As far as my experience gets, this can happen because:
- Punctures in the tube are too tiny.
- Valve is dirty, damaged or the seal is too old/has been overheated.
- The tube is old or has been chemically damaged, so has been turned more porous than normal.
For tiny punctures, inflate the tube a lot more when testing and be more patient when testing, i.e. allow a little more time each time you sink the tube in water, and watch for bubbles that develop slowly and remain stuck to the tube. Don't be afraid to over inflate the tube, it won't blow up, but if it does, it was already too old or chemically damaged. You can safely inflate a tube up to three times it's normal "non stretched size".
If you ride without valve caps, dirt can get inside the valve or even the tube, later returning to the valve and getting stuck between the valve's sealing surfaces. This is hard to test without inflating the whole tire assembly and pumping it to maximum pressure. The valve can sometimes be cleaned by inflating to max pressure and deflating quickly a few times (2-4) IF this is attempted but does not solve the problem, look for a way of recycling the rubber!
Seals in bicycle tubes are usually made of very soft rubber, which looses flexibility with age, even in the shelves, so, if you ever buy a tube that leaks air by its valve, try to get it exchanged for a different brand or one that is from a different/newer batch. Schrader and Dunlop type vales cores that are easily replaceable and with luck can be cheaply available. (In my country I can get 3 to 5 Dunlop cores for less than US$ 1.00) Schrader Valves are the same used in car's tires so maybe you get used ones for free at tire shops. (AS for presta valves, I do not know of replaceable cores...).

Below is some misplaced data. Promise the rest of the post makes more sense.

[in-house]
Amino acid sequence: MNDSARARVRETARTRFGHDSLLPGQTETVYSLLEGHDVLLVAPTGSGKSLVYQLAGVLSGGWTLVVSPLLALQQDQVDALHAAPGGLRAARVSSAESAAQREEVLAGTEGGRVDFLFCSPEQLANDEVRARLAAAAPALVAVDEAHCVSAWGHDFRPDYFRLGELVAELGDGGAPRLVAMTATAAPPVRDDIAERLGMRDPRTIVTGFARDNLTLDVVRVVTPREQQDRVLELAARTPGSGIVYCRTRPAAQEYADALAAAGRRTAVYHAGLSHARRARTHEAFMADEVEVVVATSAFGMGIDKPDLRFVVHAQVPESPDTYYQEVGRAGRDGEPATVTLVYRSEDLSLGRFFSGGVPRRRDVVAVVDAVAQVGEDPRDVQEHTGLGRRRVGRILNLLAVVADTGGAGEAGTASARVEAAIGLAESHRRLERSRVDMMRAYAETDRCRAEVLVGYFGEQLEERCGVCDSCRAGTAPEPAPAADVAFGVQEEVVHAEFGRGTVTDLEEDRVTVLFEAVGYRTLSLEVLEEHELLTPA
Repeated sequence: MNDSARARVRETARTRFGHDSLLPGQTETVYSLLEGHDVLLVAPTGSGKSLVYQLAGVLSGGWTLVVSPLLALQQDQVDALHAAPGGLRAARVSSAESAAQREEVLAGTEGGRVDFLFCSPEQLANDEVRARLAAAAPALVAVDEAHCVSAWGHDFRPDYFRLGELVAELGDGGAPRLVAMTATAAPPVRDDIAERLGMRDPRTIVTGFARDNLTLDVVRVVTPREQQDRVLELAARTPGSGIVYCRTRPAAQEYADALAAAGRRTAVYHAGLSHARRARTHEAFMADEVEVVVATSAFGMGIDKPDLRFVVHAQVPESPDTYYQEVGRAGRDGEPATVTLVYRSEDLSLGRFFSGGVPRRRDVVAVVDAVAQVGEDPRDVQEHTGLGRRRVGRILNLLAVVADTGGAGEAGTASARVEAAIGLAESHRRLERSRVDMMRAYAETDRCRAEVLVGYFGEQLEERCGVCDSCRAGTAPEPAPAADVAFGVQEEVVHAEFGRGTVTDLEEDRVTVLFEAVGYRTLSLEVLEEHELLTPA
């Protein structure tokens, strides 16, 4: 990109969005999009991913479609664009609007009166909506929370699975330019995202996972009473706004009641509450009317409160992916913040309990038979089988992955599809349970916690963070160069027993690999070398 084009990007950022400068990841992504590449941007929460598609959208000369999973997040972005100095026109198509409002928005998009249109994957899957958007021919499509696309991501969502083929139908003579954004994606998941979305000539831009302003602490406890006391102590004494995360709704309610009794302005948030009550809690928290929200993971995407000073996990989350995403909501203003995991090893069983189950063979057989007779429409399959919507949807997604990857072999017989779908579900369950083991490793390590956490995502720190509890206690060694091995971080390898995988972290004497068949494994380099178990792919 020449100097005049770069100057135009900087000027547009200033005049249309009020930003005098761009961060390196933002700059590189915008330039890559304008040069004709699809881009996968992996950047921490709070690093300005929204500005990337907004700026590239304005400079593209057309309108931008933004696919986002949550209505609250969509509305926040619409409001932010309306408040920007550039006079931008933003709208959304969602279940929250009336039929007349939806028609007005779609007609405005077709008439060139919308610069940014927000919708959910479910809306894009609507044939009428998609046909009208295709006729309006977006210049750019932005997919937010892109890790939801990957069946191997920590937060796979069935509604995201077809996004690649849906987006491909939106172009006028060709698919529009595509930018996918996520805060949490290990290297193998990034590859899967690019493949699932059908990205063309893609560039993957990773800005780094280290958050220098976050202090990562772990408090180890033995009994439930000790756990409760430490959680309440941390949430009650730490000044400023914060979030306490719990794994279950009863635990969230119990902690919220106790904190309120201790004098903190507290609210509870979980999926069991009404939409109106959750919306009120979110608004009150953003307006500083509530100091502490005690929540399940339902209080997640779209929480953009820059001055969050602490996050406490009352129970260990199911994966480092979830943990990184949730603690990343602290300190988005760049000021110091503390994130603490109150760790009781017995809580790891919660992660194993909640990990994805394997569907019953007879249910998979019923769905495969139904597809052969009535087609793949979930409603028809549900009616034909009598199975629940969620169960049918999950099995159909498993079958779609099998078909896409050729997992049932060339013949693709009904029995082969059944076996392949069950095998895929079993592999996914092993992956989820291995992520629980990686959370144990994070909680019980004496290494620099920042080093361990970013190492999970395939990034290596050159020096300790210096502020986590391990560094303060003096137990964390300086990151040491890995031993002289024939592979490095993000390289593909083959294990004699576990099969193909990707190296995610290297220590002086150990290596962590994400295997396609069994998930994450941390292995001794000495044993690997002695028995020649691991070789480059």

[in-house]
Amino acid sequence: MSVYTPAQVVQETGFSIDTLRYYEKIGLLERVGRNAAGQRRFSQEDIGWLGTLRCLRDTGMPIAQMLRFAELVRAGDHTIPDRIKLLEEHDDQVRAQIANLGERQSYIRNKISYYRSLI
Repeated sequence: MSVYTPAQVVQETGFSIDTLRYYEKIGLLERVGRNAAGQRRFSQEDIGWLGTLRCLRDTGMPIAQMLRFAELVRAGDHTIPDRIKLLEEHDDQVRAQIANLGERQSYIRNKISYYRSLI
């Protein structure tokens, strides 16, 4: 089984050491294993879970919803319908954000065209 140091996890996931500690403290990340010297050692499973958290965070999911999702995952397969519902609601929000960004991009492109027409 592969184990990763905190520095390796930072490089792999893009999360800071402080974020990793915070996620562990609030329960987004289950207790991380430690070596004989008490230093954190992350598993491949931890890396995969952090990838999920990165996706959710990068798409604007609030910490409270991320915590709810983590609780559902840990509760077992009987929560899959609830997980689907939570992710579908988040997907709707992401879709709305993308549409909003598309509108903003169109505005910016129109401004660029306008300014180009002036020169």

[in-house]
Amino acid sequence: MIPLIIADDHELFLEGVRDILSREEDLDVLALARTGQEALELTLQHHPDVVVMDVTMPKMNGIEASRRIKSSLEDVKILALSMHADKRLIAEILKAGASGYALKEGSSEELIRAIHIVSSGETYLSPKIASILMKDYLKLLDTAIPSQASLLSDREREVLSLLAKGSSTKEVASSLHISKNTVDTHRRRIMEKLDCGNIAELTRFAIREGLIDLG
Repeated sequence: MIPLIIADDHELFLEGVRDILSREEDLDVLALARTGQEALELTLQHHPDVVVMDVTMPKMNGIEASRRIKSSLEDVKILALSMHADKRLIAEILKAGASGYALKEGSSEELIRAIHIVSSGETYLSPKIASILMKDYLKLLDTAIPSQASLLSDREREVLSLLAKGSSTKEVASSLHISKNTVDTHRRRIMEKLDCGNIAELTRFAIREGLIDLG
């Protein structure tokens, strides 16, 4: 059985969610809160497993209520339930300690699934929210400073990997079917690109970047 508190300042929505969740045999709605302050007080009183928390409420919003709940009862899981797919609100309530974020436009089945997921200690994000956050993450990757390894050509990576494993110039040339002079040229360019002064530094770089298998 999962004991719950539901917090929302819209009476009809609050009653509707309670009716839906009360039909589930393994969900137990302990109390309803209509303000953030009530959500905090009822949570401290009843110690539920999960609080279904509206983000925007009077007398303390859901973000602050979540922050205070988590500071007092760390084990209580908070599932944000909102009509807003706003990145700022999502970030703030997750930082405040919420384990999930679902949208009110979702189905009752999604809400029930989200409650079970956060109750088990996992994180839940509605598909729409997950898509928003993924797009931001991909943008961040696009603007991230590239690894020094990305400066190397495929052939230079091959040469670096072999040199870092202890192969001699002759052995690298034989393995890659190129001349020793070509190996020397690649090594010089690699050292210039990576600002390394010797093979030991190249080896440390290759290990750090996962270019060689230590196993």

I have had ruined dunlop valve cores due to rim brake overheating. As mentioned before, rubber seals are really soft and can be easily damaged. They become dry and cracked with age and heat. To avoid heating of rim brakes, try to keep your rims and pads clean and free of oil and crystallized debris and observe a good braking technique in long steep descents. Schrader and presta valves are much less prone to this kind of problem, however, rim brake heating can also damage the valve neck (the union between the tube and the valve stem) weakening the union, producing leaks that are worthless to repair and sometimes very difficult to detect with the usual sink-in-water test.
As for old or degraded tubes, it's fairly easy to detect the problem. Inflate the tube so it becomes stretched. The tube should stretch in a more or less uniform fashion, and keep almost the same texture all-round. A very old tube degrades naturally, but chemicals can also damage rubber, accelerating its aging. Be careful if you store, repair, or use your bike, tires or tubes in places with existence of powerful solvents, paints with very volatile properties and the such. If you ever suspect that a tube has been chemically damaged, carefully inspect the tire as well.
A tube that has aged out will stretch more in its weak parts. These parts would present a less smooth surface, showing cracks and pores which appear not to be leaky. Those parts of the tube won't have the subtle shine of a clean rubber tube. Another sign of a weak or aged out tube will be the appearance of inexplicable punctures, such as tiny perfectly round holes in the part of the tube that faces a good clean rim tape. These fine holes appear by themselves, not by any object damaging the tire or tube.
Finally, all that I have stated, comes from my experience, and I must say, that it varies somewhat due to quality, design, raw material and manufacturing processes used by various brands.